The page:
A great, black cloud hung over town this evening, boosting the spirits of the men who on Tuesday must defend the longest winning streak in modern sport, the 132-year U.S. hold on the America's Cup.

Dennis Conner's red 12-meter yacht Liberty, facing perhaps the stiffest cup challenge ever when she goes against the radically innovative Australia II, likes a breeze. That's what she's been promised once the front moves through tonight, with northeast winds of about 15 knots expected.

There could be other assistance for the besieged Americans. The Coast Guard, charged with keeping the race course clear of spectator yachts, said the controversy surrounding Australia II's winged keel and the prospect of the first real threat to the cup in decades will lure thousands of viewers to the race course eight miles offshore.

Coast Guard Capt. Bill Nolan said 3,000 spectator boats are expected, more than 2 1/2 times the largest spectator fleet in the 1980 cup, and the Guard will have only 38 official vessels on hand to control the crowd.

That could spell rough seas, stirred up by the prop wash of the spectating hordes, and that, too, may work to the Aussies' disadvantage.

"It's going to make a tremendous sea," said Liberty sail trimmer John Marshall. "The Australians could be victimized in the spectator wash," because their winged keel responds poorly to a roiled and confused sea, he said.

There were skirmishes aplenty on this final day before the two 12-meters square off in the best-of-seven series for yachting's most prestigious prize.

Neither boat left the dock for practice as last-minute preparations were undertaken by the crewmen, who have worked two years for the right to compete. "It's funny," said veteran Australian sailor John Longley. "I'm relaxed and I'm excited at the same time."

The Aussies had the worst of the last-minute fixing, because when their boat was certified by official measurers on Friday a slight error in the hull lines was spied by their opponents. Today they had to apply a putty-like filler to the gunwales to come up to specs. This application of plastic "mud," which will have no effect on performance, nonetheless occupied time they could have spent on final tactical planning.

Meantime, Conner was off golfing and his crew had time for a morning rest.

The Aussies reneged on their planned public unveiling of the secret winged keel, with syndicate manager Alan Bond saying he'd simply changed his mind. "You'll see the keel at the same time the cup is presented to us," he said.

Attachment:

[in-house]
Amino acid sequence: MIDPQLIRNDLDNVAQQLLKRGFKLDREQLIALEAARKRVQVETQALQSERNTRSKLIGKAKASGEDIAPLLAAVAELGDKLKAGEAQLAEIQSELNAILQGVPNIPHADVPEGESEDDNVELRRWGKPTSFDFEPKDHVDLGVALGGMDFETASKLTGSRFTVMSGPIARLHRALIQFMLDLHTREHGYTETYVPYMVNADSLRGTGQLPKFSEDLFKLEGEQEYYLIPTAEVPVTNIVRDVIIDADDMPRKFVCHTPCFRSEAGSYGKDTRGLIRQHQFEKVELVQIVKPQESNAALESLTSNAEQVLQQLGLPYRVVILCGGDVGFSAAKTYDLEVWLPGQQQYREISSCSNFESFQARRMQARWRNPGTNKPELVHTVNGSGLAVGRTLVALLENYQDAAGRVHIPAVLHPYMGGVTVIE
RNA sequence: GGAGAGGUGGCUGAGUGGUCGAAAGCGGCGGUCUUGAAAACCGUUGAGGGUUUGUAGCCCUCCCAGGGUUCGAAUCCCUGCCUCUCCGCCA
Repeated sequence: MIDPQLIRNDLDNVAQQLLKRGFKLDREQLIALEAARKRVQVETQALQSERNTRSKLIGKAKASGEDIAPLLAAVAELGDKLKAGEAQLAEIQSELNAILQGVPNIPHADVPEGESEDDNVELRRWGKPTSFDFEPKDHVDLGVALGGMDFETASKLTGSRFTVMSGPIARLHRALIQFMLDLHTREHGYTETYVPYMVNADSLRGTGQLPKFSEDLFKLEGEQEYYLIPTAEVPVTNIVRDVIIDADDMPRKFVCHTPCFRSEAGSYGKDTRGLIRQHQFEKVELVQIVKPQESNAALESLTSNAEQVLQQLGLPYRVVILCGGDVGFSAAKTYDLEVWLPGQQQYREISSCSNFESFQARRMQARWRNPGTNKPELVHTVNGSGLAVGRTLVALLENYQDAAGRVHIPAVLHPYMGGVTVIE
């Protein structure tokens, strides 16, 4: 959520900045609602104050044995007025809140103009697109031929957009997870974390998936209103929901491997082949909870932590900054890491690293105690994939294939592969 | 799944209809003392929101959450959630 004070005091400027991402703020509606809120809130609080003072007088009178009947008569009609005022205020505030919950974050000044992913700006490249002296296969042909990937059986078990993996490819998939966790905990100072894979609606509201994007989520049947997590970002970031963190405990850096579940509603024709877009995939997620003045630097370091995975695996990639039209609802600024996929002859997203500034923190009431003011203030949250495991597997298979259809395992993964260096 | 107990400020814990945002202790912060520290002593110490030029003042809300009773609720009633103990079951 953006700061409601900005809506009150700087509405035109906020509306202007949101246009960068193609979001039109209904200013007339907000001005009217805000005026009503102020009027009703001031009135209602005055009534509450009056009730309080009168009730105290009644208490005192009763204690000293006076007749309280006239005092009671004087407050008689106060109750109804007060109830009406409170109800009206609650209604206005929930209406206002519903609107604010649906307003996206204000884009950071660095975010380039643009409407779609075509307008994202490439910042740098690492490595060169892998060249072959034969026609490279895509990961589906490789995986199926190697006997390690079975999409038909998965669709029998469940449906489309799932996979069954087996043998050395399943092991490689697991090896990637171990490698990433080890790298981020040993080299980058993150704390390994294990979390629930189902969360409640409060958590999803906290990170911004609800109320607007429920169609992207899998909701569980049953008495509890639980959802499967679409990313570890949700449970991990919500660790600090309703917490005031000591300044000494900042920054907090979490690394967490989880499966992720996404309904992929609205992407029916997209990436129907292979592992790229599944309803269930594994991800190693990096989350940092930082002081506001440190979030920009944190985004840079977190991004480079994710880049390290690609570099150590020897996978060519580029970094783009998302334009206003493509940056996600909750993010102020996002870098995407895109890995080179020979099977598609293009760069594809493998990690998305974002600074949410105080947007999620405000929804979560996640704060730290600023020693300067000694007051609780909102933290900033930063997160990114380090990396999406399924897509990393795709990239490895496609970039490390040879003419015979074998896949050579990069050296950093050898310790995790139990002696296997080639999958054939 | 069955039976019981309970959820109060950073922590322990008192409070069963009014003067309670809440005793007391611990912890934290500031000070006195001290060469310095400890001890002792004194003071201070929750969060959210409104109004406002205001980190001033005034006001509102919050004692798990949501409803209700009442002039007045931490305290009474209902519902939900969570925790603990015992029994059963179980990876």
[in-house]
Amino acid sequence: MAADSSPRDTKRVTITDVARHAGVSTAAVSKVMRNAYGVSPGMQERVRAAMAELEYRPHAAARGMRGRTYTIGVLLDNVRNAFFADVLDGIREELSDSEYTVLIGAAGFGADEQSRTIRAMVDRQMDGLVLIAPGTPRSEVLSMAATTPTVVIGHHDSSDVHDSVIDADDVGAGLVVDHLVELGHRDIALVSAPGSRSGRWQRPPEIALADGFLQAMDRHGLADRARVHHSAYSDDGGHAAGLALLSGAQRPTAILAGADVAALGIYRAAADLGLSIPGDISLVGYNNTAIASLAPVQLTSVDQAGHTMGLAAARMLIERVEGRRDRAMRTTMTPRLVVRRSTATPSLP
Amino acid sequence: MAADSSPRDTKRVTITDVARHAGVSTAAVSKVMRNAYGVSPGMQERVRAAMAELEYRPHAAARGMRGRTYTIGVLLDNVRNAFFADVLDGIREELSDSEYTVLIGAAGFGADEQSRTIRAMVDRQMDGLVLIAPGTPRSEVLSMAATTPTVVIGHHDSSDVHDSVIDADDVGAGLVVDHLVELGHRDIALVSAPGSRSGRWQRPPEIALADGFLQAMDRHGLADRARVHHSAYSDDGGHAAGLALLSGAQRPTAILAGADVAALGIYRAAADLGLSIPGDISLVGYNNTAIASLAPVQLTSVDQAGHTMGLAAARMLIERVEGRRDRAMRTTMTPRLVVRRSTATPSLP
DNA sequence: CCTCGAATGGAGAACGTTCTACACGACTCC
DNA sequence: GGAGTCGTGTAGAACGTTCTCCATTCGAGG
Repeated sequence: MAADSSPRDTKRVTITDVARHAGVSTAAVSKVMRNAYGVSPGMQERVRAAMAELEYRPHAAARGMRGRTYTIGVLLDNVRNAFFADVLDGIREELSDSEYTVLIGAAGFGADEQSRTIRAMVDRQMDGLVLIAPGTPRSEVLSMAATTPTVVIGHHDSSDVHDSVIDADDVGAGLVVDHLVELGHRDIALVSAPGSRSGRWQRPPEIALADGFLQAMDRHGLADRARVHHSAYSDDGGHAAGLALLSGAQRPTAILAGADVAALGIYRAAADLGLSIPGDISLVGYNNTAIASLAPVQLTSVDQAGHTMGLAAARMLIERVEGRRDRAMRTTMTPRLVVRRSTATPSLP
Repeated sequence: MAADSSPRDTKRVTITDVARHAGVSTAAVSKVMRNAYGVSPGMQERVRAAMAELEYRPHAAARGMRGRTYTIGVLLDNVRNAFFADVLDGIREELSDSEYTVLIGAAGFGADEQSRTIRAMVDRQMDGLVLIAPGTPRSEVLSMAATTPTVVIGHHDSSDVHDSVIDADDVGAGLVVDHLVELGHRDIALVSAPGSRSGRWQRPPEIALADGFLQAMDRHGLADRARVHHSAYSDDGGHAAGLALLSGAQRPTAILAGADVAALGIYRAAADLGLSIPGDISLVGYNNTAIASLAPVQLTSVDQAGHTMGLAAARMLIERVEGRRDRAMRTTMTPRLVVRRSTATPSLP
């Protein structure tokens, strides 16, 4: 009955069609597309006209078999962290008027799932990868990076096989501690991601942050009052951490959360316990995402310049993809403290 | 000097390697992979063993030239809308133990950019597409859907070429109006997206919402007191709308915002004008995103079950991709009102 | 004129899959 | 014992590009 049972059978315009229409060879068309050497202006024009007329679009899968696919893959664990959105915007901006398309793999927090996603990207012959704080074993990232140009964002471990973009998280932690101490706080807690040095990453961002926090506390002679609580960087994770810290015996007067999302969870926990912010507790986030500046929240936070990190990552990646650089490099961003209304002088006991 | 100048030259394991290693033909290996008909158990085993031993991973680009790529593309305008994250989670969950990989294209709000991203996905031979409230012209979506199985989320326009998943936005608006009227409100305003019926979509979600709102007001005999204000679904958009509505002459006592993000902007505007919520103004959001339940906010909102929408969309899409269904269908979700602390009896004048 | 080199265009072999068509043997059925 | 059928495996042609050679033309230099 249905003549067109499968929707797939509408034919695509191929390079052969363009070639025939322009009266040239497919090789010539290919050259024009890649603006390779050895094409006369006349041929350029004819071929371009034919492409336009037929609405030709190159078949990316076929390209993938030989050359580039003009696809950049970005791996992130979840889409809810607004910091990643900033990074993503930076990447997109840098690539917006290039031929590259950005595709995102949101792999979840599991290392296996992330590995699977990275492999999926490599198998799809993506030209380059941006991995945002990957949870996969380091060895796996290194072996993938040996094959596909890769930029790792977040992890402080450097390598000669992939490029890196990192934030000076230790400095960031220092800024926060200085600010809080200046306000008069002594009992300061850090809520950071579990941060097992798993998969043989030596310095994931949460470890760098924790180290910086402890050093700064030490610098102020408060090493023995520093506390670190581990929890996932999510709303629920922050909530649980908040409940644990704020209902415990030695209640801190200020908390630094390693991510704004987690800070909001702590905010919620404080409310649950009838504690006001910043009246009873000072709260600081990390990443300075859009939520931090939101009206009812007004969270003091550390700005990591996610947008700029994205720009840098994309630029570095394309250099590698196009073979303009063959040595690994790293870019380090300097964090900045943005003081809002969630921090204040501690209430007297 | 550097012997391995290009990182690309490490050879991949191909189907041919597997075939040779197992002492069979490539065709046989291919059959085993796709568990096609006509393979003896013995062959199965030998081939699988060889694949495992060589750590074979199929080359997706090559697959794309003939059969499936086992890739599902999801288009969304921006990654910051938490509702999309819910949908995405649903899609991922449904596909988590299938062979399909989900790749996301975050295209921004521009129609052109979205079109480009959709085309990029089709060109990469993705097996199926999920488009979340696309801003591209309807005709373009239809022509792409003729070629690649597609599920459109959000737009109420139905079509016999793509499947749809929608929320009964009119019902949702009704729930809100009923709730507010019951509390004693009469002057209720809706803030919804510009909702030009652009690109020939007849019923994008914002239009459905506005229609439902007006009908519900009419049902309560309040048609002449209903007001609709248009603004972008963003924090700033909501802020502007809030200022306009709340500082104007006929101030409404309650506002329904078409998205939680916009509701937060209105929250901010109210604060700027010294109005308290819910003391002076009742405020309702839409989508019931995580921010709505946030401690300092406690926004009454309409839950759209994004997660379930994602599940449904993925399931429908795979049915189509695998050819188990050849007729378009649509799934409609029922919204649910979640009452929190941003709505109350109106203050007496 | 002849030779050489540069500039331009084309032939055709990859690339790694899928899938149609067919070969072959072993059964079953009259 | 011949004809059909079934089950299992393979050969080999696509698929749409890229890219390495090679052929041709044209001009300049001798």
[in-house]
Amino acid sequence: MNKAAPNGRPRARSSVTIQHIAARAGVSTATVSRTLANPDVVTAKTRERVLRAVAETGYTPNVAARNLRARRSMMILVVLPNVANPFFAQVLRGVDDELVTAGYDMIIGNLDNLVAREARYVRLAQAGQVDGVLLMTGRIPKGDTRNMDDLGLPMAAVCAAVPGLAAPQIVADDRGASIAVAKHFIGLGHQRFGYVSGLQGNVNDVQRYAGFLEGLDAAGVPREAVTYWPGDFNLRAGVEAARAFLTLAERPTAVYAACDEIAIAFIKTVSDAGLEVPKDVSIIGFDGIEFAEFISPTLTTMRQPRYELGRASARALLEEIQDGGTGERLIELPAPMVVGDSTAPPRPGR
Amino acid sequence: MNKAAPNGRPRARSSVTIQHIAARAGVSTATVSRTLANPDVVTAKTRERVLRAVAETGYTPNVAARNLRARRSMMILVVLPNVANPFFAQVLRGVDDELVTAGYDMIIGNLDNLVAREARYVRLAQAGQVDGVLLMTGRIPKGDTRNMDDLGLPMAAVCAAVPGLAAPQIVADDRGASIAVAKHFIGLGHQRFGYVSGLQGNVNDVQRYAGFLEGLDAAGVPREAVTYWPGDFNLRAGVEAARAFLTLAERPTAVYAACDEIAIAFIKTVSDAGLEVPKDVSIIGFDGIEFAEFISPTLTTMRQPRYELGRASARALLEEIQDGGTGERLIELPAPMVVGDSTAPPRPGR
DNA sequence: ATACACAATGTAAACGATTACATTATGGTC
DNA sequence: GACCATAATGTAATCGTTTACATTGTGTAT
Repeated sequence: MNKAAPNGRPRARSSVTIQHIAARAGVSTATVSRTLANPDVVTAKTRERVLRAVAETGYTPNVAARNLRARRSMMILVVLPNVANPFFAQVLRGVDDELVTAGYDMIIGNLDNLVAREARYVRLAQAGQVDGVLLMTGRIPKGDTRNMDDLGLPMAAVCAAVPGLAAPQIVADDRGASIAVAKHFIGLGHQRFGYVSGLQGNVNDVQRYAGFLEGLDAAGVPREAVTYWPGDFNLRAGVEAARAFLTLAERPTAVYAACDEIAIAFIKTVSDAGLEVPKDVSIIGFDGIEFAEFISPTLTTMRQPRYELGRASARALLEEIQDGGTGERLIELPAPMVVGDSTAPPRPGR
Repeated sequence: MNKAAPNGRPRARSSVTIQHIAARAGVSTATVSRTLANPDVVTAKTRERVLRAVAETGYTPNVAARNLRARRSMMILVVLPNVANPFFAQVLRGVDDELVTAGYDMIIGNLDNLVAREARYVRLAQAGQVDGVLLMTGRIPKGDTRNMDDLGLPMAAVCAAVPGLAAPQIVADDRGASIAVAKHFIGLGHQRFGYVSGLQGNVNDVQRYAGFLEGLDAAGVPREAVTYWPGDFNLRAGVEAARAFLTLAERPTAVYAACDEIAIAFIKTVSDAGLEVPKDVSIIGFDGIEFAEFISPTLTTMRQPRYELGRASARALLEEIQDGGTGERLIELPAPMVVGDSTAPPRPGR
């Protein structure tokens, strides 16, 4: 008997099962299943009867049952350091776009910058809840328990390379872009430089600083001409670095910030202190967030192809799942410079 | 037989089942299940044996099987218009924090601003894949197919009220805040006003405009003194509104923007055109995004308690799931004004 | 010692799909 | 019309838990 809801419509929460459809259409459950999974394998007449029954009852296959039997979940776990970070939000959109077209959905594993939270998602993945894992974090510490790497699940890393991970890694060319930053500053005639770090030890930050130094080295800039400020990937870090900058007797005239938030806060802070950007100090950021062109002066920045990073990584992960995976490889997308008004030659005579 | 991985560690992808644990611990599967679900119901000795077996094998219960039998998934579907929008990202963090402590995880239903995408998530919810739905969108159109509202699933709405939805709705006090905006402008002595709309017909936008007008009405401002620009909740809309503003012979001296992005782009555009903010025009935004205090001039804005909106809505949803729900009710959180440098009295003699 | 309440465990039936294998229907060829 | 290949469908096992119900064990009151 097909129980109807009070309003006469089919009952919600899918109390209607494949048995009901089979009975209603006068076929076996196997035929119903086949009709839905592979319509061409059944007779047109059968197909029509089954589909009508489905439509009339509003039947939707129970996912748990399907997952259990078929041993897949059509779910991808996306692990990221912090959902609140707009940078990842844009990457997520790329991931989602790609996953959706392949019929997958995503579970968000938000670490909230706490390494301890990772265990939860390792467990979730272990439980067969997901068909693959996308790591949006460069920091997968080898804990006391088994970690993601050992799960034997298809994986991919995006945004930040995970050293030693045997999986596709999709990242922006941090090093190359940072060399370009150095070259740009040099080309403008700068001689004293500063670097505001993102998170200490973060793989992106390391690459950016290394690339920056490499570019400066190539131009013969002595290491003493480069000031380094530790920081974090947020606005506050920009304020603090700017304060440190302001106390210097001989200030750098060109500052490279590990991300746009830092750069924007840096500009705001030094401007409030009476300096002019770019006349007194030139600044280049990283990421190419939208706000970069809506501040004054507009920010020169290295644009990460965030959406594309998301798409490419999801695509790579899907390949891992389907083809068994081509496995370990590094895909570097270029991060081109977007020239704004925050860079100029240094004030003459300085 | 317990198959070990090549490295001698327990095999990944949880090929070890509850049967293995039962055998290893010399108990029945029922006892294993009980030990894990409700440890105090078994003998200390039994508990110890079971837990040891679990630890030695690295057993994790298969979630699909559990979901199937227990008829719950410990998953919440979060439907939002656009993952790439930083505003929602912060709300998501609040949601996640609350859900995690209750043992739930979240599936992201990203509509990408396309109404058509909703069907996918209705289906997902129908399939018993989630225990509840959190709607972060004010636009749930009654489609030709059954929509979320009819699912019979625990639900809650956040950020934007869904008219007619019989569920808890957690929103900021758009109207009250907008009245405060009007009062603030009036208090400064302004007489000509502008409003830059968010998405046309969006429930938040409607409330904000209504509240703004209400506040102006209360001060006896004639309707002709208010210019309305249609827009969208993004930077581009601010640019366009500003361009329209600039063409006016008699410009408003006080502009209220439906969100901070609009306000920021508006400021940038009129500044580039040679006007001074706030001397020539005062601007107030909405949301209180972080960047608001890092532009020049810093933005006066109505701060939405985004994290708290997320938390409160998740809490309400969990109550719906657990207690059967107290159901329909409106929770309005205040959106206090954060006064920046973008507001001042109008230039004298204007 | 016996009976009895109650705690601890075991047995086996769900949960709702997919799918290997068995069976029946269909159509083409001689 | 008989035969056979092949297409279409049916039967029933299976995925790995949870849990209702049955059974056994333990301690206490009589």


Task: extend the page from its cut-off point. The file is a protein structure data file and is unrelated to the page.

He took delivery of a gold wrench with which he was to unbolt the cup from its perch in the New York Yacht Club. "I don't know whether I'll need this to unbolt it or to knock them over the heads and take it," said Bond, who has been embroiled with the NYYC all summer over challenges to the legality of the Australian keel.

The challenges ended in late August when the NYYC decided it was beating a dead horse. But charges that the keel gives the Aussies an unfair advantage and that its design was illegally assisted by Dutch scientists were raised again by Liberty navigator Halsey Herreshoff.

Herreshoff called the keel a "trick" and said, "the truth will come out in the end. It always does."

The Americans, who compiled a 34-17 won-lost record in summer-long trials against two other U.S. contenders, are banking on good overall boat performance and excellent crew work. The Aussies, who were 48-6 against six other foreign contenders, figure they have superior boat speed and maneuverability.

Marshall said the question will be whether the Aussies have "the responses to do the job, after not being tested. They have the heart, but if you play against the Dallas Cowboys, you better be able to put your helmet on straight."

On Saturday, the last day of practice, the crews had a chance to answer the question all observers here are asking: which boat has the speed?

Liberty spied Australia II sail-testing on Rhode Island Sound, slid over near her and took off on the same tack for a quick speed check. Conner shouted over, "Want to drag?" according to Longley.

"But we had our own program going and our own things to do. We told him . . . we'd see him Tuesday."

At last, Tuesday is nigh.

Jimmy the Greek is one of the few bold enough to pick Conner and Liberty as favorites (at 6-5). "He's just so good," the Greek told The Washington Post about Liberty's skipper. "With the boats this close, I like Dennis Conner over John Bertrand. If Australia II makes one bad move, Dennis will pick it up and adjust for it. I like his experience."